Closer to home, Encycle Therapeutics, a joint start-up between MaRS Innovation and the University of Toronto, is set to announce a funding round at BIO 2015 involving CQDM, MaRS Innovation and three industry partners to advance a drug discovery platform.

That brings us to the challenge start-ups face in attracting talented, experienced management. In recent years, MaRS Innovation has witnessed the first successful wave of leaders coming to Canada. Notable examples include Tim Still becoming CEO of Xagenic, Jerry Rodisin becoming CEO of Flybits, and Walter Blattler joining Avid Biologics (now Formation Therapeutics) as executive chairman.

Why the change? Simply put, it’s not altruism. Experienced people seek exciting opportunities where the economy is already attractive, both financially and in other ways. It doesn’t hurt that international venture capital groups are now coming with smart money to do a $3 to $5 million round, which is well beyond the stage of government accelerators.

But there’s more. As Xagenic’s co-founder and an experienced entrepreneur via Boston, Dr. Shana Kelley represents the gold standard of Canadian research entrepreneurs: researchers who develop their science with commercialization outcomes in mind, can explain their work sufficiently to sell it to investors and remain bullish supporters, yet who also understand when to turn the management over to someone like Still.

As MaRS Innovation grows, we see this mentality spreading among the researchers we work with, but the Shana Kelleys within Canadian entrepreneurship remain too few. As Basillie rightly notes, there’s so much more that could be done to help Canadian startups scale globally.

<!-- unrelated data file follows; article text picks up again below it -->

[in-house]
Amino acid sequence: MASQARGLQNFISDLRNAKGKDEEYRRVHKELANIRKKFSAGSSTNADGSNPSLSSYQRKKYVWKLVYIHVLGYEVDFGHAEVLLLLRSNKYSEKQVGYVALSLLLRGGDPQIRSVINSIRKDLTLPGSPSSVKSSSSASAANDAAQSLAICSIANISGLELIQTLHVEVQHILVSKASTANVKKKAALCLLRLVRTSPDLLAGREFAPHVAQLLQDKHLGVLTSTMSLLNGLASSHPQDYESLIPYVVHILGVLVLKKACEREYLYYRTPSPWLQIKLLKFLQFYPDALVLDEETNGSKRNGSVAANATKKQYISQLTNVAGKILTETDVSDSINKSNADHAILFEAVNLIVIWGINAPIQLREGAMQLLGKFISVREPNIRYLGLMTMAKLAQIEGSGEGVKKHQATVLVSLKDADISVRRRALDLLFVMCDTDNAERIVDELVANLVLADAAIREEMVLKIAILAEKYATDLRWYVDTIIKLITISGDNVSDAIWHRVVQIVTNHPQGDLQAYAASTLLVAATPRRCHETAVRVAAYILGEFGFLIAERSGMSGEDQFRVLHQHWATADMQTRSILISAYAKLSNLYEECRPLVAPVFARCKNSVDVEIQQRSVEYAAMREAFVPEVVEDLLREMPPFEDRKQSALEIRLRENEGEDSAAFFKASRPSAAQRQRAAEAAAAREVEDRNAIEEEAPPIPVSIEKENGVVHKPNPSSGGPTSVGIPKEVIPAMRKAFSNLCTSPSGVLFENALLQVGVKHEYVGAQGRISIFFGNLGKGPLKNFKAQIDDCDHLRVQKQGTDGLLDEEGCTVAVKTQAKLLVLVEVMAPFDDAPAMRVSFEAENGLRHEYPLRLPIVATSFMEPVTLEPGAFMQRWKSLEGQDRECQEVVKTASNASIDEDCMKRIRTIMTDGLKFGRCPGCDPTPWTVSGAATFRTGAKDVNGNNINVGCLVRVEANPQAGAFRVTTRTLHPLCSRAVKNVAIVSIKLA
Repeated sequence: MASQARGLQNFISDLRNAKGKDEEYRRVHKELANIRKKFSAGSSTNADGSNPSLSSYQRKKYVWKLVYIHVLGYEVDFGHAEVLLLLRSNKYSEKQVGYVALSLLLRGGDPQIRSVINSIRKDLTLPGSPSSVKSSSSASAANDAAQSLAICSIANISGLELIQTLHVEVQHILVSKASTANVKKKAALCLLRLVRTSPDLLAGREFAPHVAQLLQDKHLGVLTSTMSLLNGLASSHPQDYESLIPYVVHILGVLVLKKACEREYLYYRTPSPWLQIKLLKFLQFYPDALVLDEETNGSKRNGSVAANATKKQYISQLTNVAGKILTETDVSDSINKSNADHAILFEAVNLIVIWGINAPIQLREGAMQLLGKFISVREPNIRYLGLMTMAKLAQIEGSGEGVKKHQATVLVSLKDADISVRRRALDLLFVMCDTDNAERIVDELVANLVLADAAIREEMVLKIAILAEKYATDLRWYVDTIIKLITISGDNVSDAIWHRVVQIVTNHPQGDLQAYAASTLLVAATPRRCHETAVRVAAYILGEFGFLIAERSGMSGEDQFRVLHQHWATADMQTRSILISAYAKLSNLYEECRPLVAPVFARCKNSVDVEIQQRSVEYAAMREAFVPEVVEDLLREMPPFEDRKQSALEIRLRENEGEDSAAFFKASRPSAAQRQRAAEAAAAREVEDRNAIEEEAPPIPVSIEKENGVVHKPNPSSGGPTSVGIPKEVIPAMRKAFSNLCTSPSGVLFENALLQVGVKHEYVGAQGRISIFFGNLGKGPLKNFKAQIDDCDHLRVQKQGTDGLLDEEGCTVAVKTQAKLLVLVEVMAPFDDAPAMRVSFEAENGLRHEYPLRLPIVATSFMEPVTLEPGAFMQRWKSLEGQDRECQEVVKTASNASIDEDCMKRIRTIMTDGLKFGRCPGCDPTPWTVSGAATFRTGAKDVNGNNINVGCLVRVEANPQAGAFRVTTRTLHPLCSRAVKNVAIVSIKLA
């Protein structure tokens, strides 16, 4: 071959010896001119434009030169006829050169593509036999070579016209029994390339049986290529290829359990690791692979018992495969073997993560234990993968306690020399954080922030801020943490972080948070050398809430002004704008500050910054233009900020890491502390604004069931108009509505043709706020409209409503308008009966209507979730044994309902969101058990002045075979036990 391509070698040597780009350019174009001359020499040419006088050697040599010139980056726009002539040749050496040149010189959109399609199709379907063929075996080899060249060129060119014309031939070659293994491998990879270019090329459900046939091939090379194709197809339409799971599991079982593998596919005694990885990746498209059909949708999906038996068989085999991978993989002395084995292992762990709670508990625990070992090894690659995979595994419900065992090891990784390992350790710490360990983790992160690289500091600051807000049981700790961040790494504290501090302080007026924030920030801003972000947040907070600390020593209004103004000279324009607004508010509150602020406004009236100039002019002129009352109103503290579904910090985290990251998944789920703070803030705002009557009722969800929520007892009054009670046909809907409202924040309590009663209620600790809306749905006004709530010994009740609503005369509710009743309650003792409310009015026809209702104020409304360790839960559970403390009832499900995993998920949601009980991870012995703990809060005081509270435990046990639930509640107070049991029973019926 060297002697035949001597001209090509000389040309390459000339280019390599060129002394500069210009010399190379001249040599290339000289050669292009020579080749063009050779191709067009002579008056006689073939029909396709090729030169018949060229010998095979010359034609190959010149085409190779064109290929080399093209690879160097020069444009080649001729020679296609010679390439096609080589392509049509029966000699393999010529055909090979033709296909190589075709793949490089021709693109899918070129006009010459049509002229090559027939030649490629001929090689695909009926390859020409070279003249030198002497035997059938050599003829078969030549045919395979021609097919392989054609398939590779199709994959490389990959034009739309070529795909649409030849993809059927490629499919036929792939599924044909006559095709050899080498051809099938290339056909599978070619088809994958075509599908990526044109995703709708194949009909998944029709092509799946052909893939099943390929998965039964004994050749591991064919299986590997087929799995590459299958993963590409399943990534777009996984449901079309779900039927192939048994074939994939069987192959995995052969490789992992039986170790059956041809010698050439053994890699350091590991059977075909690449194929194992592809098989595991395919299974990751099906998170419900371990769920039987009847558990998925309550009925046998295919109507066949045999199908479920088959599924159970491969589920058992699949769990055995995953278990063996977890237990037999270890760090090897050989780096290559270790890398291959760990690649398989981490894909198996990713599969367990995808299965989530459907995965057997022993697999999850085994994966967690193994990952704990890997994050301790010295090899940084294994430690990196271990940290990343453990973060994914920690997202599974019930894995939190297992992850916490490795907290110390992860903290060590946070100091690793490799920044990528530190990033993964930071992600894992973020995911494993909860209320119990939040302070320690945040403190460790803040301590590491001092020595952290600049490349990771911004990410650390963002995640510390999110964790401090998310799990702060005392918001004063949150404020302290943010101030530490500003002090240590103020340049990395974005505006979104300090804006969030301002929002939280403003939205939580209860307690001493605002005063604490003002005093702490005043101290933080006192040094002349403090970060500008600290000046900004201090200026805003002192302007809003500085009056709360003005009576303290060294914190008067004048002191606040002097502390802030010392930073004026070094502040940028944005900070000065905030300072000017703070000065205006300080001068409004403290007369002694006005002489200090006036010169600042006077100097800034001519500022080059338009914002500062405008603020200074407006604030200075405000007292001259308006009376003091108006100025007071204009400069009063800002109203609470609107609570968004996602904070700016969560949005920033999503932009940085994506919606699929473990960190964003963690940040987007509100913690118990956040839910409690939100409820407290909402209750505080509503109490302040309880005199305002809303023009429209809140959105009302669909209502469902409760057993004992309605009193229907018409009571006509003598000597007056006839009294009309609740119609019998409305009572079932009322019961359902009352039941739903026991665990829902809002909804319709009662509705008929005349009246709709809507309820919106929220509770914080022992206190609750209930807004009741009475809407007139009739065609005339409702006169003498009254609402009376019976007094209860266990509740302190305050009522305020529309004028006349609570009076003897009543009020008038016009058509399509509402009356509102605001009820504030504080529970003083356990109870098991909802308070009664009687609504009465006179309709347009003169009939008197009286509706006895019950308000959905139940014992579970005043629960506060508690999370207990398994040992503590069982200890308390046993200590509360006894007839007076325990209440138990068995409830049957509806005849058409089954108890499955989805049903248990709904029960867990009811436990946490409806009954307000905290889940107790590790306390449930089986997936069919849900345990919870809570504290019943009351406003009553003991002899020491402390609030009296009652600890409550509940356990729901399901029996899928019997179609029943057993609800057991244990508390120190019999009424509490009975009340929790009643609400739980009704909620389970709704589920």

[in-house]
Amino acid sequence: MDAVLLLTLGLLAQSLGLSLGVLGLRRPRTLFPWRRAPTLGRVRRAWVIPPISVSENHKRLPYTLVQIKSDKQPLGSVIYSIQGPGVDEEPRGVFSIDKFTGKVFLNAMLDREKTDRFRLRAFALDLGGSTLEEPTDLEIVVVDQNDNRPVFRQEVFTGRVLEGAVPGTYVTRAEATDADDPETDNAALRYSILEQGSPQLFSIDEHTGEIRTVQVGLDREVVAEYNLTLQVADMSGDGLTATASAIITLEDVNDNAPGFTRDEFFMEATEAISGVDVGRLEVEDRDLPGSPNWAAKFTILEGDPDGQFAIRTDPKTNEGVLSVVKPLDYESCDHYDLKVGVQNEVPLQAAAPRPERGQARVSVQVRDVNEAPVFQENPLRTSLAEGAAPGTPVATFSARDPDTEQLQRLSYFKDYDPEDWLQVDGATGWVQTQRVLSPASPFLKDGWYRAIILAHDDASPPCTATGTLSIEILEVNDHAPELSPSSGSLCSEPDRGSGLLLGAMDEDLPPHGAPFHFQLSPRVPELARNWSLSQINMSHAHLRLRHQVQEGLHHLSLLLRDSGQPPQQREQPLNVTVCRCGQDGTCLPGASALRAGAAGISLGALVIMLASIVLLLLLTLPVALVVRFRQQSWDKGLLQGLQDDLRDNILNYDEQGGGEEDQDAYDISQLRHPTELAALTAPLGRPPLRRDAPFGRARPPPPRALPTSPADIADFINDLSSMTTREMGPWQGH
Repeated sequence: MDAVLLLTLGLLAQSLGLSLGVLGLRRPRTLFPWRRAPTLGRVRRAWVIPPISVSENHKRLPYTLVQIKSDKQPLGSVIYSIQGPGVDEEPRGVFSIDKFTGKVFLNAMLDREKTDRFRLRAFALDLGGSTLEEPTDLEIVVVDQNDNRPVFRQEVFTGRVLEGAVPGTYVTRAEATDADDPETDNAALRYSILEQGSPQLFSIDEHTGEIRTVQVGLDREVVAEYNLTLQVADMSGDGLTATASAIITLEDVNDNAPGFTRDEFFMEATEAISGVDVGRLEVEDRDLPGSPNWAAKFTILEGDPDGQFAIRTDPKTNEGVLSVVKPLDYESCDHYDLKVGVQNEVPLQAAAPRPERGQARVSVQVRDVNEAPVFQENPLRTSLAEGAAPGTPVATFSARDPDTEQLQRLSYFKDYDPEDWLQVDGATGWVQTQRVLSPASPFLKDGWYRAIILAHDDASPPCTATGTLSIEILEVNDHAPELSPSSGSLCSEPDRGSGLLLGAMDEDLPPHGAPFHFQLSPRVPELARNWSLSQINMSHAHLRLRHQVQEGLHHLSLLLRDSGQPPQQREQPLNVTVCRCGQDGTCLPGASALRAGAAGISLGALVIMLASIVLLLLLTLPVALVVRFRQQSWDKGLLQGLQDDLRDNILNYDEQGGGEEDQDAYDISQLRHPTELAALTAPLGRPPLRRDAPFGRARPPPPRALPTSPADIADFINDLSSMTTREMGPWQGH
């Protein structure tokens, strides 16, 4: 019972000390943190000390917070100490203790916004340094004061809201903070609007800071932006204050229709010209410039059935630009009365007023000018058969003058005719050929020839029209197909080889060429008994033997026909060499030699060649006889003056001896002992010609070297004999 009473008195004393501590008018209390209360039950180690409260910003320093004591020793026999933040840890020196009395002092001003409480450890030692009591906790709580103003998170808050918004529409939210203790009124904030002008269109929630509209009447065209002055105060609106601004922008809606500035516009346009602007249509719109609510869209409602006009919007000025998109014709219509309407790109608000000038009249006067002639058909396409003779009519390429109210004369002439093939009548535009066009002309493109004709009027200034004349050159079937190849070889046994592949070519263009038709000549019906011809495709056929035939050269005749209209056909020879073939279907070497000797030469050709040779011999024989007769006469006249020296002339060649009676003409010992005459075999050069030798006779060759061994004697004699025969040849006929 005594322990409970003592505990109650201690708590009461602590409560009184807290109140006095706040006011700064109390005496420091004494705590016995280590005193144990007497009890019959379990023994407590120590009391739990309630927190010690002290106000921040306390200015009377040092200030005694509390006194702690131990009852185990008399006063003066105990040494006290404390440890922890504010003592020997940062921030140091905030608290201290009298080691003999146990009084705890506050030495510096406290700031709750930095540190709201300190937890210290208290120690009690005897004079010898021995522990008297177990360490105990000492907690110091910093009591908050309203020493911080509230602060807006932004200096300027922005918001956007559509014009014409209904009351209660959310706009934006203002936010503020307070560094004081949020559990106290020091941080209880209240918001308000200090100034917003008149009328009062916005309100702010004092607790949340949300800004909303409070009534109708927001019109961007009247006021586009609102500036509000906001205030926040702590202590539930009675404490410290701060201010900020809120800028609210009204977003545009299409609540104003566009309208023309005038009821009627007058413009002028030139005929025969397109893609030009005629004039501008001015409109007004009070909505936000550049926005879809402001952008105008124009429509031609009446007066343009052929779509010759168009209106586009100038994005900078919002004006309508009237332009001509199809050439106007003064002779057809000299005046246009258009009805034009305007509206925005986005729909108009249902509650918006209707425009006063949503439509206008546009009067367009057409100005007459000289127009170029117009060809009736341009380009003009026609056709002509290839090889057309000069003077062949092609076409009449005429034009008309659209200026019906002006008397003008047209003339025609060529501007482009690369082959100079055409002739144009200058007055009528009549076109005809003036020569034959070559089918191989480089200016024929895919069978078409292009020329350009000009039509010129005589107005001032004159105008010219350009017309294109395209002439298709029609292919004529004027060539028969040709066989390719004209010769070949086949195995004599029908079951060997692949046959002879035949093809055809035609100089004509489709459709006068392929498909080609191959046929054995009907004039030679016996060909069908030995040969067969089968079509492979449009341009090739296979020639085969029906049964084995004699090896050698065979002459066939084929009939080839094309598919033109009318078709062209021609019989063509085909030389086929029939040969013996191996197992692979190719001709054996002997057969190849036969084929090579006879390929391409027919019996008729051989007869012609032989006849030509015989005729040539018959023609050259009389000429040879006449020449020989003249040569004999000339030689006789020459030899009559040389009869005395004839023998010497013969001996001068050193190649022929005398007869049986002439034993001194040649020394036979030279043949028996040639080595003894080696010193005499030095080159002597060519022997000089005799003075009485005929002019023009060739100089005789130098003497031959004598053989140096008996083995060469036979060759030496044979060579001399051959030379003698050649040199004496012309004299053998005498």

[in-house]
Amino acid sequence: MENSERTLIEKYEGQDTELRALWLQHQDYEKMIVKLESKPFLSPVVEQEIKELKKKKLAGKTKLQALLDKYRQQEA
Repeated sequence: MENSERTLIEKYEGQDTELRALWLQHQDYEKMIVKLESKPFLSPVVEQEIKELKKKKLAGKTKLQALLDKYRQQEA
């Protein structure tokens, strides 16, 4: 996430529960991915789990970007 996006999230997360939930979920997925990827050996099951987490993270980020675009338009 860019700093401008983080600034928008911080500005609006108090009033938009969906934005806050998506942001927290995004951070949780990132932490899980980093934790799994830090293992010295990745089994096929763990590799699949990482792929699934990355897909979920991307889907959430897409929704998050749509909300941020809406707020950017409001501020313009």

At a minimum, founding scientists have to be willing to allocate time to creating and chairing a scientific advisory board; the CSO role is perfect for those whose passion goes beyond that baseline. Patents, companies created, and revenue generated should count toward tenure conversations, which will in turn drive a greater understanding that public discourse of any sort (publication, presentation etc.) may compromise a discovery’s strength as a global idea. We must note the Bayh-Dole national intellectual property policy is another key factor in North America’s industrial tech revolution, which transformed the United States’ mountains of IP into the Googles and Genentechs of the world.

For Canada to make good on its substantial R&D investment and prowess, we need to turn our well-funded academic research into meaningful outcomes. And that means accepting that the solitudes of basic and commercial research cannot be indifferent or adversarial, but rather integrated wholes.

The genius breakthroughs no one anticipates must be advanced on a global stage to create the revenue needed to fund more genius work: the two research solitudes must work hand-in-hand and be solitudes no longer if Canada is to thrive on the global stage.

The article appears online on Biotechnology Focus‘ website.